Zimbabweans have abandoned formal employment

Hope of better economy not to everyone's taste
Dealers wedded to illegal trade ponder their future


Nine-to-five jobs in offices, factories or shops seem like a distant dream to many Zimbabweans. As the economy has disintegrated over the last nine years, more and more people have been forced out of formal jobs and into the parallel - and illegal - sector.

The unemployment rate has hit 80 per cent and inflation has reached an almost unbelievable168,000 per cent. These factors, and the ever-rising cost of living, have pushed most citizens of this erstwhile blooming Southern African country into developing a knack for finding opportunity in adversity.

Zimbabweans have abandoned formal employment, which has ceased to be as rewarding as it was more a decade ago, to trade basic commodities and money on the parallel market.

The pavements of Gweru are like those of all other urban centres, filled with foreign currency dealers and informal traders, who sell things that are just not available in the shops.

Although this is illegal, the dealers have no choice and have become so daring that they carry out their business openly. Some of their most reliable customers and clients are, ironically, police officers themselves.

The quick rewards that come with their trade have blinded these dealers to the possibility of bright prospects under a new, focused government that could, potentially, start to reverse the rot overseen by the Zanu (PF) regime.

Instead of being optimistic about getting back into proper jobs, some of the dealers who spoke to The Zimbabwean this week seemed more worried that they would be kicked out of business.

[xhead]Go back to school

One of these is Kudakwashe Chirwa of Senga, who says he is not very educated and has been surviving on the illegal, but thriving, foreign currency parallel market for the past three years. Chirwa said that he was worried about his future and may need to go back to school if a new government takes over.

I was educated up to O level but I did not do so well. Now, with the talk of a new government coming in, I am uncertain about my future. Since it is expected that with a new government, the economy will pick up and foreign currency will become available, perhaps my job as a foreign currency dealer will disappear. My intention is that if there is a new dispensation, I will have to go back to school. I became a money dealer because my mother could not afford to send me back to school due to the skyrocketing fees, he said.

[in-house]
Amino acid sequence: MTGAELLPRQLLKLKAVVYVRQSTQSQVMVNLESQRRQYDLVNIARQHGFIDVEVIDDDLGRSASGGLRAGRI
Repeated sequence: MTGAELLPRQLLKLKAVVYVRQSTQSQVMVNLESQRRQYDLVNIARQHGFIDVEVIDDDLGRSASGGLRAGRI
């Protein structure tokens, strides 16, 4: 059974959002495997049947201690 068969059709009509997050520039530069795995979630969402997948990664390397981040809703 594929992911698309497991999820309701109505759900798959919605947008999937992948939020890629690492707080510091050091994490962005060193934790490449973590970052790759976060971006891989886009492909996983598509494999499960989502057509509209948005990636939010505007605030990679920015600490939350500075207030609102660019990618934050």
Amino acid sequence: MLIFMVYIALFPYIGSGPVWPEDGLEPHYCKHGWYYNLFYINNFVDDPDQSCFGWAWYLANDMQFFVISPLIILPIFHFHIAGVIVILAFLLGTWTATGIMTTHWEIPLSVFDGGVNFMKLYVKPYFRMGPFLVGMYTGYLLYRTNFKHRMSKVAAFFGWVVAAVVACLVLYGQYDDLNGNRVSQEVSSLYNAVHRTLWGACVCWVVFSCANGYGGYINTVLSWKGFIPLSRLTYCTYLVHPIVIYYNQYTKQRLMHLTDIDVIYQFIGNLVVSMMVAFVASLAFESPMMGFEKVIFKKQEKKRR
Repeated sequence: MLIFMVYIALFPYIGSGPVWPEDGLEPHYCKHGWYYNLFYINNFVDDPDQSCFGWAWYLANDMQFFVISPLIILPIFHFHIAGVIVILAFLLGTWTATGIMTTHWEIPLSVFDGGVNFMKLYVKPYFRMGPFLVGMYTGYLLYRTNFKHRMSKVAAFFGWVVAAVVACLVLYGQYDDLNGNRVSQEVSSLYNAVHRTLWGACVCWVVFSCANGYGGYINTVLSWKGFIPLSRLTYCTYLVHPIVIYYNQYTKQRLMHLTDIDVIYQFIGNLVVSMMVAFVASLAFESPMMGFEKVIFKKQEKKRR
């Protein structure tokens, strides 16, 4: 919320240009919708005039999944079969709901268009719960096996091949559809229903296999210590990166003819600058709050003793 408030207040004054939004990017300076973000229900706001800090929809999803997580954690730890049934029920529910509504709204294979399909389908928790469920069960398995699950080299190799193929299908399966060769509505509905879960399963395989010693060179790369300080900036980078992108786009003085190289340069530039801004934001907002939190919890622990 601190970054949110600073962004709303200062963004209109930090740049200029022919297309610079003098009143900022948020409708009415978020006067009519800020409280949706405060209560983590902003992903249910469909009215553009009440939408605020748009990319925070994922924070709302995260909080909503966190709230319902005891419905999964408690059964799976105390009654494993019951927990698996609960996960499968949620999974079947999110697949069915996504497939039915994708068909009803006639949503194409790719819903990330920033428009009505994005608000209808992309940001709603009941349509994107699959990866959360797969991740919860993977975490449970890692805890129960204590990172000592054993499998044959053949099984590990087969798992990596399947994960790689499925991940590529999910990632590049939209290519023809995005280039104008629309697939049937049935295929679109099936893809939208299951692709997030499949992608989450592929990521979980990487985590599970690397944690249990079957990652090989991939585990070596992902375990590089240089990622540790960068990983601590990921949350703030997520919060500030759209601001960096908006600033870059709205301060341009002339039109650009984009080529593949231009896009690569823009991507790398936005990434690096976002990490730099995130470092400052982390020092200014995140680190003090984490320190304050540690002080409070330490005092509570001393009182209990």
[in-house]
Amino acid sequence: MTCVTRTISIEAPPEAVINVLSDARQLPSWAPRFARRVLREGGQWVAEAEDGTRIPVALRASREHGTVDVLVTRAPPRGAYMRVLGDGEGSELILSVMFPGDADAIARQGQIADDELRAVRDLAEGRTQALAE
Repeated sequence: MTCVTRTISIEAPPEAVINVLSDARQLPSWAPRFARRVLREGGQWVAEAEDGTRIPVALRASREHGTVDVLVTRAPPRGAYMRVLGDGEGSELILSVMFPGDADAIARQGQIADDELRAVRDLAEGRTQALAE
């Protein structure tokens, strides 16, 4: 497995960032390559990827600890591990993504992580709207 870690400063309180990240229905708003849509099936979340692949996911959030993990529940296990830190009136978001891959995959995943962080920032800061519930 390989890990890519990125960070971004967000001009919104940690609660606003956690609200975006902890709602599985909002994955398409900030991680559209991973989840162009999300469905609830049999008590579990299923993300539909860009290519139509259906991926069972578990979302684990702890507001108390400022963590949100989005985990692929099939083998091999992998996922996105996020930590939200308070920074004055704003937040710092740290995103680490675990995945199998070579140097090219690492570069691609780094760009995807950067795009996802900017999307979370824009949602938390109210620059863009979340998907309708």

Another dealer, Marilyn Zhou, who a few months ago quit her job as a bank teller to become a foreign currency dealer, said she would definitely go back into formal employment.

I had been employed for the past five years but the salary I was getting was no longer satisfactory. I could no longer send my two children to school and it was becoming difficult to feed them. I then decided to quit my job and join the streets to buy and sell foreign currency.

But now, with the prospects of a new government, it seems that the exchange rates will become so low that maybe we won’t be able to make any profit. But if that happens, I will have to start looking for another job, she said.

Another dealer, who only identified himself as Dube, said although he was worried about the short-term effect that a new government could have on his operations, he said the prospect of the revival of the economy was good for all. Dube said he was willing to work for the good of his country.

I completed my A level in 1996 and passed very well. I’ve been earning my living through buying and selling basic commodities. We would get the commodities from shops, put a mark-up and then resell them. I’ve been able to take care of my family for the past two years through this, he said.

But should there be a new dispensation, and the country’s economy improves as is being expected, I’m in support of this because basic commodities should be available

in shops like they used to be in the past. If the economy is resuscitated and the industrial sector is revived, I am prepared to get formally employed and work for the good of my country. At my age and being able-bodied, I should be formally employed perhaps in the industrial sector, doing proper work.

He added: It has not been all rosy for us as we ran away from the police every time and at times had all our goods confiscated.

Hope of better economy not to everyone’s taste

Dealers wedded to illegal trade ponder their future

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